My Books



THE POLTERGEIST PRINCE OF LONDON

The Remarkable True Story of the Battersea Poltergeist


(Available in paperback or for the Kindle)

Published by The History Press, 2013, 320pp, illus.

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HAUNTED LONDON

Ghosts and legends of London


(Available in paperback or for the Kindle)

Published by The History Press, 2007, 128pp, illus.

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HAUNTED WANDSWORTH

Ghosts and legends of the London Borough of Wandsworth (covers Balham, Battersea, Putney, Tooting & Wandsworth)


(Available in paperback)

Published by The History Press, 2006, 96pp, illus.

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HAUNTED LAMBETH

Ghosts and legends of the London Borough of Lambeth (covers Brixton, Clapham, North Lambeth, Norwood, Stockwell & Streatham)


(Available in paperback or for the Kindle)

Published by The History Press, 2013, 96pp, illus.

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STRANGE MITCHAM

Ghosts, legends and curiosities of Mitcham in Surrey / south London


(Paperback)



(Kindle)

Published by Shadowtime Publishing, 2nd edition 2011, illus.

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MYSTERIOUS MITCHAM

More ghosts, legends and curiosities of Mitcham in Surrey / south London


(Published online)

Mysterious Mitcham

Online sequel to 'Strange Mitcham'.

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Not tempted by anything above? Okay then, try this:


Blog: Notes from a Weird World

(December 2013)

'The Ghost of Christmas Presents – Part 1'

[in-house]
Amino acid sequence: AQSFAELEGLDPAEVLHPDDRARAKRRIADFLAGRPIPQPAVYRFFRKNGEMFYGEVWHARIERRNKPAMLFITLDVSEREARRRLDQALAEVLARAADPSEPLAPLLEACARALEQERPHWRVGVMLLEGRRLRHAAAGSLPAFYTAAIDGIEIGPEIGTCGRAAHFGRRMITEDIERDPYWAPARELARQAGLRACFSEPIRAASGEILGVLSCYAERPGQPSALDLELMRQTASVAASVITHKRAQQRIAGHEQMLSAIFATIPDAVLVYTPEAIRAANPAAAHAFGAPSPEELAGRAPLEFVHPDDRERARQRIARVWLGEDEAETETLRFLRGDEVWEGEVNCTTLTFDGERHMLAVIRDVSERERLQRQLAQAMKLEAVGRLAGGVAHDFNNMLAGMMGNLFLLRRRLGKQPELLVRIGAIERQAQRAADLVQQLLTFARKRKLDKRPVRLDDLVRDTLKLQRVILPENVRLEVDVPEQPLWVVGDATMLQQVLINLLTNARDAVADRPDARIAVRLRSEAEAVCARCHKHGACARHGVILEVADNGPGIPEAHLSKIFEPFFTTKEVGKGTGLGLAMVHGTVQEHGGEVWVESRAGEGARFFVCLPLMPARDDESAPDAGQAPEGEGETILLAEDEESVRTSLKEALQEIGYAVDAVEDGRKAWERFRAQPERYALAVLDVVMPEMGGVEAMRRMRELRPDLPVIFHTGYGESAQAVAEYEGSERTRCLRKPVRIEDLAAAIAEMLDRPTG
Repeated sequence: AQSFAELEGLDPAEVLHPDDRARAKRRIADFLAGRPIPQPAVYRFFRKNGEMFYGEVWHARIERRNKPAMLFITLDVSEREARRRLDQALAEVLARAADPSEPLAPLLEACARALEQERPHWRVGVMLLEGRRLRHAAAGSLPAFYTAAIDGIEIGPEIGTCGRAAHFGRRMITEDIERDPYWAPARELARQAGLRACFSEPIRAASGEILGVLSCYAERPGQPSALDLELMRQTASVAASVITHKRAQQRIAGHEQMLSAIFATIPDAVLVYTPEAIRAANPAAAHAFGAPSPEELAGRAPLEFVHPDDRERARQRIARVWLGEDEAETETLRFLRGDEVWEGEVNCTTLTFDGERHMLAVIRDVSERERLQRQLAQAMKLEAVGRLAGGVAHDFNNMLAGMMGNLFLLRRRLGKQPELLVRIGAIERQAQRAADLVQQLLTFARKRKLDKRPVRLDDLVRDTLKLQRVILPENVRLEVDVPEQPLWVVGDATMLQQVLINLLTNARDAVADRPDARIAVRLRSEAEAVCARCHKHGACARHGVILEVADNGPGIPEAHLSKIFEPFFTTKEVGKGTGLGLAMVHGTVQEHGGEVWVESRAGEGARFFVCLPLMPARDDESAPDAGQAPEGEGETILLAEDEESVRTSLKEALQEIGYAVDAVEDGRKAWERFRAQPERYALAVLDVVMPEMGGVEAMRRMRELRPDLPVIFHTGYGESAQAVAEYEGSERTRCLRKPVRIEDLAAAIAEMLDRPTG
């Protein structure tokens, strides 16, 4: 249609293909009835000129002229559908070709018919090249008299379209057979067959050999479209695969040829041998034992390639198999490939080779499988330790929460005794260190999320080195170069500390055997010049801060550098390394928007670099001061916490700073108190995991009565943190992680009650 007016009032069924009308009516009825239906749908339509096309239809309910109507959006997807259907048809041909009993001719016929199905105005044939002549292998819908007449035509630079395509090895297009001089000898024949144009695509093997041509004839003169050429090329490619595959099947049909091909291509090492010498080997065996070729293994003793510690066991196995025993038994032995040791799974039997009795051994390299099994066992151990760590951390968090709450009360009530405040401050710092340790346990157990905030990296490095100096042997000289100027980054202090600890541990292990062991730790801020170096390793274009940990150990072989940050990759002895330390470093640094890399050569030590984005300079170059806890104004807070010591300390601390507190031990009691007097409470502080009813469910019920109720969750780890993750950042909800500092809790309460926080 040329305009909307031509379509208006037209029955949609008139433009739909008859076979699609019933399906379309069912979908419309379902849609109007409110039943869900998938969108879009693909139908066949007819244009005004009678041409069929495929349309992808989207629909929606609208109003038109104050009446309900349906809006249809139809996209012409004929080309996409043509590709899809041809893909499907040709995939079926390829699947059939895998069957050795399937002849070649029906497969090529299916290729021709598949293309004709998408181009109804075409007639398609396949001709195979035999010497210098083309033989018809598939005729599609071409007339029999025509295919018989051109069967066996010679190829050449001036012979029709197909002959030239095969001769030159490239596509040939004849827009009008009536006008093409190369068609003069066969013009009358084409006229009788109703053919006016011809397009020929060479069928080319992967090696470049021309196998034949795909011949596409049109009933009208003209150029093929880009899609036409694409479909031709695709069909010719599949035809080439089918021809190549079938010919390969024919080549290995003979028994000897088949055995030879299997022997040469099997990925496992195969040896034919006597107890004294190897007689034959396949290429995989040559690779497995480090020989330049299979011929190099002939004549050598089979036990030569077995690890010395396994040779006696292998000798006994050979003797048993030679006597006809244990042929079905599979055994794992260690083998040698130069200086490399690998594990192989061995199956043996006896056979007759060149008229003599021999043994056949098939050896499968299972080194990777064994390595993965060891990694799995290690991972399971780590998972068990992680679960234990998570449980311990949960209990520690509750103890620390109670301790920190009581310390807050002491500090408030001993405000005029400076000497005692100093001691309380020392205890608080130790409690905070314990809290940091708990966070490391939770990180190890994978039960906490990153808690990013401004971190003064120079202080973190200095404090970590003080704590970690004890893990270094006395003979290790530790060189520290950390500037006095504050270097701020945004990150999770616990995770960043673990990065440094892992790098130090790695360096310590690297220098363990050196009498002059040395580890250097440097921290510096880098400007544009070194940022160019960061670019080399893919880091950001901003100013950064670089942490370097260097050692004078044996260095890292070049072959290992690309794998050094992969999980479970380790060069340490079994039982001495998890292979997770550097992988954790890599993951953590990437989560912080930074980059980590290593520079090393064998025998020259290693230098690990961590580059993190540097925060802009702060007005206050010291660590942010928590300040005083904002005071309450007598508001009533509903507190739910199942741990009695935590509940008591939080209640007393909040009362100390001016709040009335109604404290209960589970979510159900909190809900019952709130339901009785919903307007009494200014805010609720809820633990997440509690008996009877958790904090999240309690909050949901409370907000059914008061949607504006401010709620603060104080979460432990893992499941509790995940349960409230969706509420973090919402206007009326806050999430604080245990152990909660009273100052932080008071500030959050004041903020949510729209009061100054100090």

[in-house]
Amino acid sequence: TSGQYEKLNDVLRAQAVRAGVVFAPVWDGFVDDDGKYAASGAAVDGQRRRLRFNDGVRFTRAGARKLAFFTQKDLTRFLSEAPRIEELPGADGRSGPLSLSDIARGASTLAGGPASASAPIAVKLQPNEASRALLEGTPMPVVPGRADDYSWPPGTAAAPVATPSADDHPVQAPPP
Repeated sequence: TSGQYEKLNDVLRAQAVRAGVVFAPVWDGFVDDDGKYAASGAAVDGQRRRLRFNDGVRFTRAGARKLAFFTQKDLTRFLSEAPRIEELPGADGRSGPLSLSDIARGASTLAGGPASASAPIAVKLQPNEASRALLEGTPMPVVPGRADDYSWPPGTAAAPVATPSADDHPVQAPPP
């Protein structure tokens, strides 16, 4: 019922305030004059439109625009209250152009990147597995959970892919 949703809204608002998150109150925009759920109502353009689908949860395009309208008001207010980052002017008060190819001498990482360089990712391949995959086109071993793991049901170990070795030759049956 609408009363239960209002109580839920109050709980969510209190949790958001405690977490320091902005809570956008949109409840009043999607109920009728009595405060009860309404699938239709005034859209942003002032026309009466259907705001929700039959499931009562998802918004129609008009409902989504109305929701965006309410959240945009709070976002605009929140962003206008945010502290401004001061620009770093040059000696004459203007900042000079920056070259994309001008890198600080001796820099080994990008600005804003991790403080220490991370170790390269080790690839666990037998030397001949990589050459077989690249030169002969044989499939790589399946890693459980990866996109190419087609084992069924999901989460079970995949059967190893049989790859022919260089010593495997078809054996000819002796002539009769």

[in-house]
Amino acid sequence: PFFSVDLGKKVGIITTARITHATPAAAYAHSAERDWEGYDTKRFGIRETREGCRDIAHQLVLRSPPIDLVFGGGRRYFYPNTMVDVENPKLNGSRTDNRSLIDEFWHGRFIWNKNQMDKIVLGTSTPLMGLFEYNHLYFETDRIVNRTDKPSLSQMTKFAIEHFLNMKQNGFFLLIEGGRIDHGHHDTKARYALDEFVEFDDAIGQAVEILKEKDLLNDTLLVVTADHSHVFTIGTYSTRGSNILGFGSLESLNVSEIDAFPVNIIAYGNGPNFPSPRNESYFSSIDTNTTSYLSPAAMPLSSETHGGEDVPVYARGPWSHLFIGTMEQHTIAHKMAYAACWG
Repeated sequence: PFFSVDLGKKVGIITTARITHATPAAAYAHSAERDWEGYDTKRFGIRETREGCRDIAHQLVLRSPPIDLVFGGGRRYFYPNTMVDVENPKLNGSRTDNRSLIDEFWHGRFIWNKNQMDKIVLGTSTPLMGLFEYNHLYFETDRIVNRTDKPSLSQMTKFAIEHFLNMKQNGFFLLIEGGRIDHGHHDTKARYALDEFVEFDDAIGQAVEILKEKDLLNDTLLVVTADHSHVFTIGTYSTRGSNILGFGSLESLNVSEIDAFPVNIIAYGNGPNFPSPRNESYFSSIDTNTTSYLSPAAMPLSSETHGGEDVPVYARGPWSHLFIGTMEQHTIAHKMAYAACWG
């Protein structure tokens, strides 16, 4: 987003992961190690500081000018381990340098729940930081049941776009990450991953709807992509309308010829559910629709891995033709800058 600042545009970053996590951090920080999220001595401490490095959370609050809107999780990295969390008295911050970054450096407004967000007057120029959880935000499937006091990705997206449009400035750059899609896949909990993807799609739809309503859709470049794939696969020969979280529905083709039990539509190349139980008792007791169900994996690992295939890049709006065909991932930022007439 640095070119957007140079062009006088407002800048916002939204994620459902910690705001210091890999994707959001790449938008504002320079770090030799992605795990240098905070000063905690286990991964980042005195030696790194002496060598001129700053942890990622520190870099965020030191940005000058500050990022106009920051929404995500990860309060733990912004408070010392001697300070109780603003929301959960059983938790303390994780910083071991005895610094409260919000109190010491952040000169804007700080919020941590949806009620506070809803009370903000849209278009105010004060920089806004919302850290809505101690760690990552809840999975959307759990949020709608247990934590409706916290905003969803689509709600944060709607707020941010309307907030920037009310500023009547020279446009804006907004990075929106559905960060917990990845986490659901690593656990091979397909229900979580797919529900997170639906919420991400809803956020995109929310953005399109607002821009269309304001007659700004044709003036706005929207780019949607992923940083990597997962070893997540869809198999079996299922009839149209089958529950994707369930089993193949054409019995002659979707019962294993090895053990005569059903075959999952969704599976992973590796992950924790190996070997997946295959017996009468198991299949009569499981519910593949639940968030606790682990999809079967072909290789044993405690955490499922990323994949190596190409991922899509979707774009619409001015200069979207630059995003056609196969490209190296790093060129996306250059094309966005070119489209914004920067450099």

63 Wycliffe Road

(Above: Mrs Hitchings outside No. 63 Wycliffe Road. The house no longer exists. Image © Shirley Hitchings.)

Do ghosts celebrate Christmas? It may be a strange question but one of south London's strangest stories suggests that one ghost – or rather a poltergeist – took to doing precisely that!

In early 1956 the Hitchings family of No. 63, Wycliffe Road, Battersea (approximately a mile northeast of the busy Clapham Junction railway station) started to be disturbed by mysterious thumping and tapping sounds in their home. The activity soon developed into full-blown poltergeist-like phenomena, with objects moving, bedclothes being pulled from sleepless occupants and – terrifyingly – outbreaks of fire. While this was going on, however, there was a remarkable development: communication was apparently established with what was by now presumed to be their poltergeist intruder.

Using a simple code (one tap for 'yes', two for 'no' and three for 'don’t know') the poltergeist – who had become known as 'Donald' – would answer simple questions. Gradually the tapping code evolved into a method whereby someone would point to letters of the alphabet and the poltergeist would tap to select a particular letter. As Donald engaged in these peculiar conversations details of what he claimed was his true identity slowly developed; the story began to emerge that Donald was actually 'Louis' - long-dead son of the French king Louis XVI and his queen Marie Antoinette.

After several weeks it seemed that tapping was no longer enough for Donald. Scraps of paper bearing writing started to be discovered around the house, and these were understood to be written by Donald himself.

SLA 31 March 1956

(Above: 'Now he's writing and talking,' proclaimed the South London Advertiser at the end of March 1956.)

By December 1956 the more dramatic and frightening poltergeist phenomena had (temporarily) abated but Donald continued to communicate – largely by writing now. Notes in what had become his characteristic style of curved capital letters, littered with spelling mistakes and the odd French word, were turning up around the house increasingly frequently. It was evident from these that Donald's thoughts were turning towards Christmas....

(Click here to read Part 2)